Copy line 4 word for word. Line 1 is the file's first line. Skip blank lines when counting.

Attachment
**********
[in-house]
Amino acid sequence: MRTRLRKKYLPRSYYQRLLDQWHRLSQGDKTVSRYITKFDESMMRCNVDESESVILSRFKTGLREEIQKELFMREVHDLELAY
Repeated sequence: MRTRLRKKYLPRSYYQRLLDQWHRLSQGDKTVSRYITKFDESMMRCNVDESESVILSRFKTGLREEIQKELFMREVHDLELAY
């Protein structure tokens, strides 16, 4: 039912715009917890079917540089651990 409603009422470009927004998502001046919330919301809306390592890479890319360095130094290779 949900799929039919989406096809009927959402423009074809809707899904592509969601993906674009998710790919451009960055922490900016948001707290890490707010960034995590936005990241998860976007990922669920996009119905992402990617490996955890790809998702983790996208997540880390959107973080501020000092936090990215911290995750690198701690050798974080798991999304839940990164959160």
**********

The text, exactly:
């Protein structure tokens, strides 16, 4: 039912715009917890079917540089651990 409603009422470009927004998502001046919330919301809306390592890479890319360095130094290779 949900799929039919989406096809009927959402423009074809809707899904592509969601993906674009998710790919451009960055922490900016948001707290890490707010960034995590936005990241998860976007990922669920996009119905992402990617490996955890790809998702983790996208997540880390959107973080501020000092936090990215911290995750690198701690050798974080798991999304839940990164959160």